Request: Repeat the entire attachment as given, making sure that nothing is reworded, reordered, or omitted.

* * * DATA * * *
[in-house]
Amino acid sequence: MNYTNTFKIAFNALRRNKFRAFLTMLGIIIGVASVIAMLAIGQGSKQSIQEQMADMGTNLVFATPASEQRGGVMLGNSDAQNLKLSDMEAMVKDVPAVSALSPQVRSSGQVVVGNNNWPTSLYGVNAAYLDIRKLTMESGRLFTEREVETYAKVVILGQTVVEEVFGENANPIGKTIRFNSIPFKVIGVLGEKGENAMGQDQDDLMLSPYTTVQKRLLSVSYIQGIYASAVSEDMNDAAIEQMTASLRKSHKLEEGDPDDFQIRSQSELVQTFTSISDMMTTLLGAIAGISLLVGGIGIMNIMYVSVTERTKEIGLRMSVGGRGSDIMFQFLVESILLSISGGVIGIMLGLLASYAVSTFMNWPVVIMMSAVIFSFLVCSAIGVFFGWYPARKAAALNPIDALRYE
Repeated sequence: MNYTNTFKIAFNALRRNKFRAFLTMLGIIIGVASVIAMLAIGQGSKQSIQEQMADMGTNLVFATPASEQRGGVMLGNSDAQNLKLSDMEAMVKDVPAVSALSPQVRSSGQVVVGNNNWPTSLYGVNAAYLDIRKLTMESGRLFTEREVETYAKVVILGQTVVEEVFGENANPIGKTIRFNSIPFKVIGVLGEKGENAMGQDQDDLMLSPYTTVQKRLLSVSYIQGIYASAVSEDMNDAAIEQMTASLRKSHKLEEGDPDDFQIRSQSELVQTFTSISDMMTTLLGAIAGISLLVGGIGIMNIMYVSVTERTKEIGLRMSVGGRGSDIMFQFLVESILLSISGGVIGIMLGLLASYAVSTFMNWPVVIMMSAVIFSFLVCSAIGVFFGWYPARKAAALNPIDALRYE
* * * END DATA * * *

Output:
[in-house]
Amino acid sequence: MNYTNTFKIAFNALRRNKFRAFLTMLGIIIGVASVIAMLAIGQGSKQSIQEQMADMGTNLVFATPASEQRGGVMLGNSDAQNLKLSDMEAMVKDVPAVSALSPQVRSSGQVVVGNNNWPTSLYGVNAAYLDIRKLTMESGRLFTEREVETYAKVVILGQTVVEEVFGENANPIGKTIRFNSIPFKVIGVLGEKGENAMGQDQDDLMLSPYTTVQKRLLSVSYIQGIYASAVSEDMNDAAIEQMTASLRKSHKLEEGDPDDFQIRSQSELVQTFTSISDMMTTLLGAIAGISLLVGGIGIMNIMYVSVTERTKEIGLRMSVGGRGSDIMFQFLVESILLSISGGVIGIMLGLLASYAVSTFMNWPVVIMMSAVIFSFLVCSAIGVFFGWYPARKAAALNPIDALRYE
Repeated sequence: MNYTNTFKIAFNALRRNKFRAFLTMLGIIIGVASVIAMLAIGQGSKQSIQEQMADMGTNLVFATPASEQRGGVMLGNSDAQNLKLSDMEAMVKDVPAVSALSPQVRSSGQVVVGNNNWPTSLYGVNAAYLDIRKLTMESGRLFTEREVETYAKVVILGQTVVEEVFGENANPIGKTIRFNSIPFKVIGVLGEKGENAMGQDQDDLMLSPYTTVQKRLLSVSYIQGIYASAVSEDMNDAAIEQMTASLRKSHKLEEGDPDDFQIRSQSELVQTFTSISDMMTTLLGAIAGISLLVGGIGIMNIMYVSVTERTKEIGLRMSVGGRGSDIMFQFLVESILLSISGGVIGIMLGLLASYAVSTFMNWPVVIMMSAVIFSFLVCSAIGVFFGWYPARKAAALNPIDALRYE